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Transplantation. 2004 May 15;77(9):1333-40.

Effect of dopamine on inflammatory status in kidneys of brain-dead rats.

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Fifth Medical Clinic, University Hospital Mannheim, Mannheim, Germany.



Brain death has been identified as an independent risk factor for chronic allograft dysfunction. In two independent retrospective clinical studies, we showed that dopamine treatment of brain-dead donors improves long-term kidney graft survival. The mechanisms underlying the protective effects of dopamine treatment in vivo have not been identified. To elucidate the mechanisms underlying the protective effect of dopamine on kidneys of brain-dead donors, we studied a model for brain death in rats.


In F344 rats, brain death was induced by epidural inflation of a 3F Fogarty catheter. Apneic animals were mechanically ventilated, and clinically relevant dosages of dopamine (2, 6, 10, or 14 microg/kg/min) were given for 6 hr from the onset of brain death. Ventilated, non-brain-dead animals served as controls.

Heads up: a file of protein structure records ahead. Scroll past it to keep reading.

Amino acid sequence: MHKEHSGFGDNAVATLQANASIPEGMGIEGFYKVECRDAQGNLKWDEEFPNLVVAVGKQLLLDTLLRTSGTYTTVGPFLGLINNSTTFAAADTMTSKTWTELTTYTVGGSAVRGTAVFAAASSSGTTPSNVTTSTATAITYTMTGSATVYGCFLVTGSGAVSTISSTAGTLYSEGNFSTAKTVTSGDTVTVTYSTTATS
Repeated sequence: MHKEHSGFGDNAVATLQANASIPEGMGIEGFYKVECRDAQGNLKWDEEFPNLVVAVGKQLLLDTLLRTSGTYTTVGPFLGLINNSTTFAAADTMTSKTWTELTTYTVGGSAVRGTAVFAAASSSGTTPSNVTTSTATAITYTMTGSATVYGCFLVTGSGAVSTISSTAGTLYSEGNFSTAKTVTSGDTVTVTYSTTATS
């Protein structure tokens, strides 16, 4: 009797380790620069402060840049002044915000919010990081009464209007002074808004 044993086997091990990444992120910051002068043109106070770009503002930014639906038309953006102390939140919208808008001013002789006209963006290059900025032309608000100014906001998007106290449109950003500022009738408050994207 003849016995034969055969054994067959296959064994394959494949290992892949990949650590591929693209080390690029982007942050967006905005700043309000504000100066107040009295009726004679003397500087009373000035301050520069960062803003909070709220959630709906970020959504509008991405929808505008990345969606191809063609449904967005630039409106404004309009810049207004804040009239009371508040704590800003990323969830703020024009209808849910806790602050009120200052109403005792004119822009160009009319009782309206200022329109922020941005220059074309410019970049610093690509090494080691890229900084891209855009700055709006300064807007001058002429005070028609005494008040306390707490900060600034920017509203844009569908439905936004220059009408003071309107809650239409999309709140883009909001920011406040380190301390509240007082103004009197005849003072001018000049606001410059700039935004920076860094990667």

Dopamine significantly reduced renal monocyte infiltration and major histocompatibility class II and P-selectin expression in brain-dead animals. It also prevented further up-regulation of the inflammatory markers tumor necrosis factor-alpha and monocyte chemoattractant peptide-1. Concomitantly, the presence of inducible anti-oxidant heme oxygenase-1, known for its cytoprotective effects, was strongly increased by dopamine.


We identified several mechanisms underlying the protective effects of dopamine treatment on kidney grafts. The identification of these mechanisms may help to design more effective future strategies for treatment of cadaveric kidney donors.

[Indexed for MEDLINE]

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